Cities need to understand that for a TOD to fly, it has to be economically viable. Even if the banks will fund it, the institutional market doesn't want it. Institutional market says mixed use is only as strong as the weakest link, that if one part goes bad, then the whole thing goes under.


TOD is reinventing a market pattern. Thus it is CRITICAL that a true market demand program be implemented. (Not easy or cheap, but critical). What has been historically been built does not matter. It’s what is in demand right now that matters. Future allocation must reflect the true demand of the market. Otherwise will unlikely to be funded, or will not be what the community needs, and will be under-used, under utilized. “When we talk about TOD, we forget that their are other methods of transportation going thru, walking and cars, and TOD will remain unused unless people can get in and out”. Projects cannot be just transit based. TOD must be market real estate that is transit oriented.

Parking is a serious issue to developers because it is extremely costly. Most parking either winds up being tucked under a building, or built on top, from $5k a space, to over $20k a space. Cities and counties need to pay as much attention to parking as we do to land use, and recognize that we need to provide a variety of answers to the “parking question”, including considering both shared parking, and on-street parking.

Developers will accept a lot of predictability, but want some flex in other areas. The zoning map looks unrestricted, but there is a lot of restriction through the rest of the code. Form-based codes, like land-based codes of the past, don't involve developers, and are not market oriented. Form based zoning should allow for some flexibility for the populations that will use that building, and allow for a mix of housing and building size through the project. To get the best use of buildings, you may not want the tallest buildings all next to the station. Potential buyers/tenants may be willing to pay more to be next to the park, rather then right next to the station. Vertical mixed are not limited to the “retail below and housing above”. Cities should allow for some office above. You may have housing or restaurant at the top. After all, cites are saying “We want a ground floor activity zone, activated thru-out the day" and office over retail is not the only pattern which can provide that.

When successful, TOD’s are neighborhoods. They are neither sites nor stations, and act as places. Cities must recognize: No TOD is a centroid popping out of a station. A TOD may be part of several existing neighborhoods. Bring the transit to the TOD, rather then trying to create TOD way out there. Developers have learned that almost 70% of the people who choose to buy into a TOD already work/live/own businesses in the TOD area. TOD can be used as a way of linking to transit station.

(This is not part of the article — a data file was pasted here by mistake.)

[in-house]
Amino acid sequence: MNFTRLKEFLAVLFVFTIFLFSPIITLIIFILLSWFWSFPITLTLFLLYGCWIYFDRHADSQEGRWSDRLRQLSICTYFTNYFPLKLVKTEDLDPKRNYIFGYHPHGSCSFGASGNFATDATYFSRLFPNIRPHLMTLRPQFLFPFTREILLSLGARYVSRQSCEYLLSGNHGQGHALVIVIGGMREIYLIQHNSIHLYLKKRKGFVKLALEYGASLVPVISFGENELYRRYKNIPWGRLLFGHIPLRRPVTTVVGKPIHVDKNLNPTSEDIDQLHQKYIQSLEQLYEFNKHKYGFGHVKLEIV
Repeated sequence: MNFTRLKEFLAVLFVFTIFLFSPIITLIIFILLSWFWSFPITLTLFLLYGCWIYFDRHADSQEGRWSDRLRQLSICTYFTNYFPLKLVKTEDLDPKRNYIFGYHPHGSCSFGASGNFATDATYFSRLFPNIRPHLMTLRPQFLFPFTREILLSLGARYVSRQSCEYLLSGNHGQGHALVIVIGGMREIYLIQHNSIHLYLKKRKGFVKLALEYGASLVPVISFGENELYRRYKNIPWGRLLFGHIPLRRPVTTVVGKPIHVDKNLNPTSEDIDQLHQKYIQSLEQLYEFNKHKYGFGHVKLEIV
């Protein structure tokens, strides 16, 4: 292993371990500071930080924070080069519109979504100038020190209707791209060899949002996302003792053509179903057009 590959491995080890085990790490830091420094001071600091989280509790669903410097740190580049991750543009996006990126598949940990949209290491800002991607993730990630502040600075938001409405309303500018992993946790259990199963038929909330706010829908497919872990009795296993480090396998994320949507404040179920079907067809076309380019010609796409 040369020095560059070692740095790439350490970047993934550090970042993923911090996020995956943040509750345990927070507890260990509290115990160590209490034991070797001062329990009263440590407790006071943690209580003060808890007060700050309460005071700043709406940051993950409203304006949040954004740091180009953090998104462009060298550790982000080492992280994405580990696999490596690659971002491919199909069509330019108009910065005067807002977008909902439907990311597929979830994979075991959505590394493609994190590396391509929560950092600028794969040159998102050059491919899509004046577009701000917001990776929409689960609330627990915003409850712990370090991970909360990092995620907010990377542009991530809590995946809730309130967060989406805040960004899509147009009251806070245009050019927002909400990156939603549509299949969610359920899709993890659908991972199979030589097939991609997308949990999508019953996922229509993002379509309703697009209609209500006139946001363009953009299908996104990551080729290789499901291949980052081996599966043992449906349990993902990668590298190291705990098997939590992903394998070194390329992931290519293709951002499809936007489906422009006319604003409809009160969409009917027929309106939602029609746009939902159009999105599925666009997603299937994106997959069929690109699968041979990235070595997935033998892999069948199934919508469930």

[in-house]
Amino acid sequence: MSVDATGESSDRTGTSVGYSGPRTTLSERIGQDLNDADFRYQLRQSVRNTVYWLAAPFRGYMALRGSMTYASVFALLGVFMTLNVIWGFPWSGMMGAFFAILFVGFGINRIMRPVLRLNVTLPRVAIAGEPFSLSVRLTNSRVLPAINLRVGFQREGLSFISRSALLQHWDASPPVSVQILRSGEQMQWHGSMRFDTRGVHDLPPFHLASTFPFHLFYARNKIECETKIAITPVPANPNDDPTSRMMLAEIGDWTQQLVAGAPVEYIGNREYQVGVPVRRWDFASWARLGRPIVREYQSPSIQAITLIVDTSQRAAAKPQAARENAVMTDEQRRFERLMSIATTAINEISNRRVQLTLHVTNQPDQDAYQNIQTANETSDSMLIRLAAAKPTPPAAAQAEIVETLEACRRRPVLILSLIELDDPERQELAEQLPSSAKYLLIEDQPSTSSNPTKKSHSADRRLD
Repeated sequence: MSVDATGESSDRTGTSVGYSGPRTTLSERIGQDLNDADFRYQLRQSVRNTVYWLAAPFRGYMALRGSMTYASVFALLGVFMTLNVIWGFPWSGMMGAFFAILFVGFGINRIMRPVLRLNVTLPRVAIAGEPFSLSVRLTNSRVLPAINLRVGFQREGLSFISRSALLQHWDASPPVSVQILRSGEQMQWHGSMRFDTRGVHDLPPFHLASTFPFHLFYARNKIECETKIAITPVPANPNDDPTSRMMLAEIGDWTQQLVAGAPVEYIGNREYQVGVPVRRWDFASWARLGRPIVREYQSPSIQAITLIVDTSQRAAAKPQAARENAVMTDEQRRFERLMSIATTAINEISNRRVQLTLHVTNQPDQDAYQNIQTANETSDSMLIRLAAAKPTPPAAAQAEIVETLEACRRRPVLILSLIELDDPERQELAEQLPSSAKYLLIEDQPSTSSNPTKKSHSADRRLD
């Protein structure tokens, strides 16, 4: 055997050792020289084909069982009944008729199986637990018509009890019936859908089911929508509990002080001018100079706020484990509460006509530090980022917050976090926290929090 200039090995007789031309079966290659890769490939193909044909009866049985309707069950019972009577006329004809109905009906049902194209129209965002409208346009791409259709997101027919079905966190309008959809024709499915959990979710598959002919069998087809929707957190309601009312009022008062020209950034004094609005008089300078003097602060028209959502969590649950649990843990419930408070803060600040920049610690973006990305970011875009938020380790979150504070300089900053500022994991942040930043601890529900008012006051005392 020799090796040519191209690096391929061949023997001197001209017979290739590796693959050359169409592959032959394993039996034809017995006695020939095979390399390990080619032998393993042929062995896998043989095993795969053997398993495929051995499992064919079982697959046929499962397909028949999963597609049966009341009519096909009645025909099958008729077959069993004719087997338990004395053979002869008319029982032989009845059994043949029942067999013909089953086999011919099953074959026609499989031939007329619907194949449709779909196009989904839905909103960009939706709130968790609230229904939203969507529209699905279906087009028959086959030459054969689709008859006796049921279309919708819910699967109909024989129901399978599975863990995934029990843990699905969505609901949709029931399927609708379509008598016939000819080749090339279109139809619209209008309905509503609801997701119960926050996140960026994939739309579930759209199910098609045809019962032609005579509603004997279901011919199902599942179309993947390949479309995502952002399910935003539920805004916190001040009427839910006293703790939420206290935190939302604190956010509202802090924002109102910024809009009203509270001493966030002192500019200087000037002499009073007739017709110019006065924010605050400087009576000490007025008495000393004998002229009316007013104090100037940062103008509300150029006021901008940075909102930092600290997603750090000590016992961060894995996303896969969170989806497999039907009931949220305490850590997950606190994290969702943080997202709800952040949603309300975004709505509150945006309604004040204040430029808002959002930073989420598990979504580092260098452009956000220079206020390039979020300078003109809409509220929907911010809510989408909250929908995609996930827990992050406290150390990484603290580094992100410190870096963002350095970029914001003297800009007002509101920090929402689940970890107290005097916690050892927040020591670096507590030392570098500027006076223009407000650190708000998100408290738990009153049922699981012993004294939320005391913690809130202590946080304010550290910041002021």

People say Transit Agencies should not be in the TOD business because it's a land-use issue. But if they are not at the table, nothing winds up happening. Transit agencies need to be at the table, because they assign the infrastructure development. In the future, it will be necessary to partner more with Transit Agencies. As time goes by, there is less available capital for investment and so it becomes necessary to get Transit Agencies to manage their capital better, so that those capital investments they make can be more effectively used to leverage capital for the development market. The State DOT may seem to be a most unlikely partner in Transit projects. However, consider the effects of transit upon roads. The DOT (Department of Transporation) can extend roadway life and improve air quality by improving transit. Following the presentation was a question and answer period between both members of the panel, the moderator, and several audience members. Again, I can give no sure attribution to any specific comments.

Cities who want to understand TOD and need an analysis of the market need to do a real estate market feasibility study, not a transit market study. Find a firm that understands both real estate finance and municipality finance. One panelist declared: “We try not to do any TOD that has not had a market analysis”. A market study helps you get to the point where something can be financed. A market study becomes your market plan. As you understand what the market is, you start to understand what you would be selling to. The more end users you can find, the more it becomes a “Built-to-Suit”, and so it becomes much more financeable. An effective methodology for data collection is to share both data and the costs of data collection, so when you get the market study done, you’ve not only got the data collected, but some kind of consensus built. As a city, you are not going to get all the information if you rely on the developer. One of the panelists advised “Don’t put too much forward, and expect developers to propose the undeliverable.”

Big cities are not necessarily better suited for TOD then smaller ones. Developers make their money when they sell a property, so it’s all a matter of margin. Developers will build where the money is, and the money is where the greatest difference between costs and selling price. If there is a market for TOD, or if a market for TOD will be created, developers will build TOD, no matter where it happens to be located.